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Immediate antiviral therapy appears to restrict resting CD4⁺ cell HIV-1 infection without accelerating the decay of latent infection
- Archin, Nancie M., Vaidya, Naveen K., Kuruc, JoAnn D., Liberty, Abigail L., Wiegand, Ann, Kearney, Mary F., Cohen, Myron S., Coffin, John M., Bosch, Ronald J., Gay, Cynthia L., Eron, Joseph J., Margolis, David M., Perelson, Alan S.
- Proceedings of the National Academy of Sciences of the United States of America 2012 v.109 no.24 pp. 9523-9528
- HIV infections, Human immunodeficiency virus 1, T-lymphocytes, antiretroviral agents, immune response, mathematical models, patients, therapeutics, viremia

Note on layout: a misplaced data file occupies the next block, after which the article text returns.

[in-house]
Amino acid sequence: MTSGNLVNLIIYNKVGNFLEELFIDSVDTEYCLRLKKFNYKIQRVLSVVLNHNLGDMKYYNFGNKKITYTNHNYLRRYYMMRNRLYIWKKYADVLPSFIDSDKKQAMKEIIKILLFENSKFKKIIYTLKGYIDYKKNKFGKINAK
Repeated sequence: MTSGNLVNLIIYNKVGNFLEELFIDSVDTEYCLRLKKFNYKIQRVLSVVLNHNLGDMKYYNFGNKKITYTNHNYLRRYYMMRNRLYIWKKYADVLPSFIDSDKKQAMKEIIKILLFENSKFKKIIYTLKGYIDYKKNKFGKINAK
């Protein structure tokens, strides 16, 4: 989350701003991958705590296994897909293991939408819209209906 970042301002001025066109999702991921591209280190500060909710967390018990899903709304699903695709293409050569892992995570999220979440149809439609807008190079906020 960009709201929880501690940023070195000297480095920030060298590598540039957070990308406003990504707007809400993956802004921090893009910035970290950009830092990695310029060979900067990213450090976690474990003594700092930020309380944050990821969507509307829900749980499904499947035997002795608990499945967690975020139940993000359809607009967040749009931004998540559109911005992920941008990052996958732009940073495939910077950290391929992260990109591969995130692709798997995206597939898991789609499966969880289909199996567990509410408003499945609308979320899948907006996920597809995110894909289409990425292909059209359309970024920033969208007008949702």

- HIV type 1 (HIV-1) persists within resting CD4 ⁺ T cells despite antiretroviral therapy (ART). To better understand the kinetics by which resting cell infection (RCI) is established, we developed a mathematical model that accurately predicts (r = 0.65, P = 2.5 × 10 ⁻⁴) the initial frequency of RCI measured about 1 year postinfection, based on the time of ART initiation and the dynamic changes in viremia and CD4 ⁺ T cells. In the largest cohort of patients treated during acute seronegative HIV infection (AHI) in whom RCI has been stringently quantified, we found that early ART reduced the generation of latently infected cells. Although RCI declined after the first year of ART in most acutely infected patients, there was a striking absence of decline when initial RCI frequency was less than 0.5 per million. Notably, low-level viremia was observed more frequently as RCI increased. Together these observations suggest that (i) the degree of RCI is directly related to the availability of CD4 ⁺ T cells susceptible to HIV, whether viremia is controlled by the immune response and/or ART; and (ii) that two pools of infected resting CD4 ⁺ T cells exist, namely, less stable cells, observable in patients in whom viremia is not well controlled in early infection, and extremely stable cells that are established despite early ART. These findings reinforce and extend the concept that new approaches will be needed to eradicate HIV infection, and, in particular, highlight the need to target the extremely small but universal, long-lived latent reservoir.